Te rū whenua



Earthquakes can happen at any time, without warning and are often followed by aftershocks. Earthquakes happen each day in New Zealand with over 20,000 recorded in and around the country each year. Most are too small to be noticed, however, 150 earthquakes a year are large enough to be felt in New Zealand.

Earthquakes can trigger other hazards such as:

  • Liquefaction
  • Landslides
  • Flash floods
  • Fires
  • Tsunami.

Most earthquake-related injuries and loss of life result from falling debris, flying glass and collapsing structures such as buildings and bridges. Earthquakes may require widespread evacuations and result in damage to buildings, lifeline utility disruption and environmental impacts.

While earthquakes are common in New Zealand, Auckland lies in a seismically quiet part of the country. However, earthquakes have been felt in Auckland in the past.



What do I need to do to be ready?


Preparedness can help reduce the damage to your home and business and help you survive.

Getting ready before an earthquake strikes will help reduce the damage to your home and business and help you survive.

  • Check the Auckland’s Hazards Viewer to find out about Auckland’s earthquake risk
  • Think about quake-proofing your home; there are some simple things you can do around your home to prevent damage and injury from earthquakes such as securing heavy items to the floor and walls
  • Know the correct action to take during an earthquake and practice Drop, Cover, Hold
  • Check your household and contents insurance for cover and amounts; many people are under-insured or not at all
  • Pick safe places in each room of your home and your office or school. A safe place could be under a piece of furniture such as a sturdy table or desk, or against an interior wall away from windows, bookcases, or tall furniture that could fall on you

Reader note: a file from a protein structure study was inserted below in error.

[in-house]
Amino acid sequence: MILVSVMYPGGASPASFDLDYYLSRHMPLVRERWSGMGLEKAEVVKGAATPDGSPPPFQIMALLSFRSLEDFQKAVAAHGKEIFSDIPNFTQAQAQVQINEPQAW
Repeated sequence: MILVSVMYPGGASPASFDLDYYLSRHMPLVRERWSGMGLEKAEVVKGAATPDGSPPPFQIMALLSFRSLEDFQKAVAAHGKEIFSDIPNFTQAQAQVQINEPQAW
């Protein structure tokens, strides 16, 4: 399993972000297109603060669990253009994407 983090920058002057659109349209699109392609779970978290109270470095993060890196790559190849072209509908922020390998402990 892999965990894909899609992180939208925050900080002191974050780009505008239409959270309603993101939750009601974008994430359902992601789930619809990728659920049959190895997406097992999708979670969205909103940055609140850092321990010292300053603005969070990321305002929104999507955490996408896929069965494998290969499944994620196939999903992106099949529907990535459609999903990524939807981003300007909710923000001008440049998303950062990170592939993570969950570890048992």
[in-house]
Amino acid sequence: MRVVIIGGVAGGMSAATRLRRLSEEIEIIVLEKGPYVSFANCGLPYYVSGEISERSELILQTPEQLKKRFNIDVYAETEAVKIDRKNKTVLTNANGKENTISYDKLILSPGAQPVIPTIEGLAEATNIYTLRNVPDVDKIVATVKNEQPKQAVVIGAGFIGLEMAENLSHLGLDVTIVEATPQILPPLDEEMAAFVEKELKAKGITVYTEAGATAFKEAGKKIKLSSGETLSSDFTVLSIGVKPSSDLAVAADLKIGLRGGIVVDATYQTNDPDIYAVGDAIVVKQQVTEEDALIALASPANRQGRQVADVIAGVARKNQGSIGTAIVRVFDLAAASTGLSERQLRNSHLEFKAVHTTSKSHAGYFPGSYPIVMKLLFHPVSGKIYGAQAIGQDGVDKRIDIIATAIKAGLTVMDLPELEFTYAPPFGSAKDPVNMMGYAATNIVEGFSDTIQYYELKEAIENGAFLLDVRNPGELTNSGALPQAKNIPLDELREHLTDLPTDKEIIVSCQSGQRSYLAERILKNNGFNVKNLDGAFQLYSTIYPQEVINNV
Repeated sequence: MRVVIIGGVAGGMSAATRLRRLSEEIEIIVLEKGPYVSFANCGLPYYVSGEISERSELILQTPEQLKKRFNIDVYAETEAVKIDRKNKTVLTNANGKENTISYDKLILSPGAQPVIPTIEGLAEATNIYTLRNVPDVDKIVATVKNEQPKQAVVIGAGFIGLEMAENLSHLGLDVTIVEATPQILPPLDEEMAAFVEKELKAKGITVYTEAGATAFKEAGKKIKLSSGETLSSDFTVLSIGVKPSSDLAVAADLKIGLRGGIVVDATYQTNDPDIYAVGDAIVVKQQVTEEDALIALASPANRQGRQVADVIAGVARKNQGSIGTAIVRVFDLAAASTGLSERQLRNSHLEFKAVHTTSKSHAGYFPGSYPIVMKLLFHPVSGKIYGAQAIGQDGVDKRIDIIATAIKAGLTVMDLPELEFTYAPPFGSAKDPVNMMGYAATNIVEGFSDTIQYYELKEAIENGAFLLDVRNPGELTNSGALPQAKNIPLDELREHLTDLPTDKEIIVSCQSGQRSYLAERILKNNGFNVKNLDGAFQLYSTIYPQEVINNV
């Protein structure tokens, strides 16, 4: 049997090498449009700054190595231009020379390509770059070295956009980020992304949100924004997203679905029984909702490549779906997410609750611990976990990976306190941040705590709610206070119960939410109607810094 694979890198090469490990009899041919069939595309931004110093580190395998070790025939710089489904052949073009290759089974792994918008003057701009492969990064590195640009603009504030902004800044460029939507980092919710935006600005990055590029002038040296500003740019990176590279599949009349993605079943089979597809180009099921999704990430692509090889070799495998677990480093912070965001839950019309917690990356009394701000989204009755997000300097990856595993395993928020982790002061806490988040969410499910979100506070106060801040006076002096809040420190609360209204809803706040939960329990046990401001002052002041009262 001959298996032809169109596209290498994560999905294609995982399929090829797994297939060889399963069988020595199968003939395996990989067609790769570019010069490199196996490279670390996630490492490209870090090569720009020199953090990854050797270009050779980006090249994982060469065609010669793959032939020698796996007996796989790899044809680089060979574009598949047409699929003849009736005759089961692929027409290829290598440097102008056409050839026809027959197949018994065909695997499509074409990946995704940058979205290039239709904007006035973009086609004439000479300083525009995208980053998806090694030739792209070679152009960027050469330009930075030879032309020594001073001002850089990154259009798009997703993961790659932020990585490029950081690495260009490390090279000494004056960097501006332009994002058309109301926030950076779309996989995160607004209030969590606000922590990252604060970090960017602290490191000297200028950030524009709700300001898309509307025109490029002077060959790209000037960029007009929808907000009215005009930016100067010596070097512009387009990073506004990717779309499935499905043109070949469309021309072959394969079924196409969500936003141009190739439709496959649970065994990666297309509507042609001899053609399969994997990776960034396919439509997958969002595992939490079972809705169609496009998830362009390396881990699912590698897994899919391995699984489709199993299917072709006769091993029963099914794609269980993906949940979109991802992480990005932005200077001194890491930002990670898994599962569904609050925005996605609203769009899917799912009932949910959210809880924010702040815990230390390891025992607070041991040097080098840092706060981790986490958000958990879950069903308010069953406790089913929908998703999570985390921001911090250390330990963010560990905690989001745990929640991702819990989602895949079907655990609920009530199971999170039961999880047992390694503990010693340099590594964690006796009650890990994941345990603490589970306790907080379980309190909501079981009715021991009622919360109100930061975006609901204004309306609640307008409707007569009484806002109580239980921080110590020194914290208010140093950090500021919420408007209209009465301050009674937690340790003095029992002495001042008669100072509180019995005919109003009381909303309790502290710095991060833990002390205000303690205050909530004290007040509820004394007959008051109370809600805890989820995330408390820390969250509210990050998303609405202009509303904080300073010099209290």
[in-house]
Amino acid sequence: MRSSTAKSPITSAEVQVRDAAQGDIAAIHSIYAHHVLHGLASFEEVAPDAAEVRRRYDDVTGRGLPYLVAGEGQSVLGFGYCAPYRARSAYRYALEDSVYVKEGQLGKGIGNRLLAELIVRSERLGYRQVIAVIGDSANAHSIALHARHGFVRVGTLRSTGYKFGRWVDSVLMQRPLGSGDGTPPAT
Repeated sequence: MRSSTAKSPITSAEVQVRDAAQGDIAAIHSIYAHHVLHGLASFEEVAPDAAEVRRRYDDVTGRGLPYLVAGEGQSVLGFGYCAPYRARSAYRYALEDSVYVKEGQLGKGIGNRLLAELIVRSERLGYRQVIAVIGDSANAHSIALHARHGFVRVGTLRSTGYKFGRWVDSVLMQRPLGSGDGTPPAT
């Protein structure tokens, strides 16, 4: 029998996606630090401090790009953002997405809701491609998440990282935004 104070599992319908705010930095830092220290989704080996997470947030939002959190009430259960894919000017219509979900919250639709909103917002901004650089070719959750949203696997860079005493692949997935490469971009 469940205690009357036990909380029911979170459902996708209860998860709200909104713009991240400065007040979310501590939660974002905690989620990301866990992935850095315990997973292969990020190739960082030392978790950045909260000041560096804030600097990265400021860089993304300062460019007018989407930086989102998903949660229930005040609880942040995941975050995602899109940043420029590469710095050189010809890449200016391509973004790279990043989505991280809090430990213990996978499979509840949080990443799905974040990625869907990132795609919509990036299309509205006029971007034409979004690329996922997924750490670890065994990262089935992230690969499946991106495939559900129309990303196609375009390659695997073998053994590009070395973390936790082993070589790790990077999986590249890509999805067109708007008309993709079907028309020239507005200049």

• Keep a torch and sturdy shoes by each person’s bed
  • Inform guests, babysitters, and caregivers of earthquake plans. Everyone in your home should know what to do if an earthquake occurs, even if you are not there at the time
  • If you are near a coast know your tsunami evacuation route.


Remember Drop, Cover and Hold when an earthquake is happening

Drop, Cover and Hold

It stops you being knocked over, makes you a smaller target for falling and flying objects, and protects your head, neck and vital organs.

DROP down on your hands and knees. This protects you from falling but lets you move if you need to.

COVER your head and neck (or your entire body if possible) under a sturdy table or desk (if it is within a few steps of you). If there’s no shelter nearby, drop and cover your head and neck with your arms and hands.

HOLD on to your shelter (or your position to protect your head and neck) until the shaking stops. If the shaking shifts your shelter around, move with it. If there’s no shelter near you, crawl to an inside corner of the room and cover your head and neck with your hands and arms. Don’t run outside or stand in a doorway. Many people are injured while trying to move DURING the shaking. It’s safer to Drop, Cover and Hold until the shaking is over.

  • If you’re inside a building, move no more than a few steps, Drop, Cover and Hold; stay indoors until the shaking stops and you are sure it is safe to exit. In most buildings in New Zealand you are safer if you stay where you are until the shaking stops
  • If you’re in an elevator, Drop, Cover and Hold; when the shaking stops, try and get out at the nearest floor if you can safely do so
  • If you’re outdoors, move no more than a few steps away from buildings, trees, streetlights, and power lines, then Drop, Cover and Hold
  • If you’re at the beach or near the coast, Drop, Cover and Hold until the shaking stops, then move to higher ground immediately in case a tsunami follows the quake
  • If you’re driving, pull over to a clear location, stop and stay there with your seatbelt fastened until the shaking stops. Once the shaking stops, proceed with caution and avoid bridges or ramps that might have been damaged
  • If you’re in a mountainous area or near unstable slopes or cliffs, be alert for falling debris or landslides.


It can still be hazardous after an earthquake, find out what you need to check.

After the shaking has stopped:

  • Expect to feel aftershocks
  • Check yourself for injuries and get first aid if necessary, help others and people who require special assistance if you can – infants, elderly people, those without transportation, families who may need additional help, people with disabilities and the people who care for them
  • Be aware that electricity supply could be cut off and fire alarms and sprinkler systems can go off in buildings during an earthquake even if there is no fire; check for, and extinguish small fires
  • If you’re in a damaged building, try to get outside and find a safe, open place; use the stairs, not the elevators.

How ready are you?